I was listening to a podcast from the Harvard Business Review's IdeaCast series about innovation and open sourcing. In case you hadn’t heard, we are in the open source era. The arrival of the open source era was announced to the mainstream press a couple of years ago when IBM—yes, IBM!—donated several hundred patents to the open source community. Like the annual appearance of El Nino, IBM earns more patents each year than any other company. That’s a lot of intellectual property to protect. IBM employs at lot of lawyers. They usually don’t give those things away.
But IBM doesn’t give all its patents away. In some areas of its business, such at their Z-series main frames, IBM creates closed proprietary systems and protects the hell of of them. So IBM has a portfolio approach to its IP. Give away some, protect others.
Could this not work in the agency world? I’m thinking specifically of inter-agency situations where a single client finds itself bombarded with multiple ideas from multiple agencies. Each agency is fighting to protect its turf, and—let’s be honest here—steal someone else’s. Sometimes clients will create “interagency teams” (aka “IAT”) to manage these competitors.
…ultimately agencies are NOT built to collaborate with each other. They are built to develop core competencies that can differentiate them from the herd. Collaborate? Make another agency’s work better? No revenue in that.
So how can you get agencies to collaborate willingly? Good luck. But here’s a possible structural solution.
Why not create a portfolio approach to the work product agencies create? Specifically, clients would create a master services agreement of some kind to which all agencies must agree. That MSA would stipulate the kind of work that the client would expect to be “donated” to the IAT (a proxy for the “open source” community) and the kind of work that each agency would have absolute ownership of. For both kinds of work there’d need to be proper financial incentives for creating the work as well as for sharing it. In return the client would commit to protecting the turf of each agency…at least for one year.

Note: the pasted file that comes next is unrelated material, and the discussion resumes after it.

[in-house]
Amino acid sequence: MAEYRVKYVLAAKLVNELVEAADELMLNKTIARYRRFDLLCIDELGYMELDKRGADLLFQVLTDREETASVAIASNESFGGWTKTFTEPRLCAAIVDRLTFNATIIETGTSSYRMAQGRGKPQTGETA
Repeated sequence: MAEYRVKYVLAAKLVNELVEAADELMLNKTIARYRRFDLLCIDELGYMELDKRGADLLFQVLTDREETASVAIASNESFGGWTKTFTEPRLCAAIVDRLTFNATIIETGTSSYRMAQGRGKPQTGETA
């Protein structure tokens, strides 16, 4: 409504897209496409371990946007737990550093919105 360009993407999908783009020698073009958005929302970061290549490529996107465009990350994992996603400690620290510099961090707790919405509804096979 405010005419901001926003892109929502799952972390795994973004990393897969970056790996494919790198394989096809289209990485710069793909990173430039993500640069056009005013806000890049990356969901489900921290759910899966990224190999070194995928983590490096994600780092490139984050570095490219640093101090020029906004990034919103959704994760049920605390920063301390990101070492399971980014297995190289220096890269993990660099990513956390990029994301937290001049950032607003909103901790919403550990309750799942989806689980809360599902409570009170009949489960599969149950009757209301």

That way, for instance, the media agency has all the incentive it needs to do its job but can take a shot at creating the “big idea” that might step across the line into, say, the interactive agency’s turf. The media agency would get paid for the new idea, even if the interactive agency got paid to execute it.
After a year, the client would examine its portfolio, see which agencies produced the best and most successful ideas, and which agencies shared the best. High performers get renewed; trouble makers get penalized or the boot.
What do you think?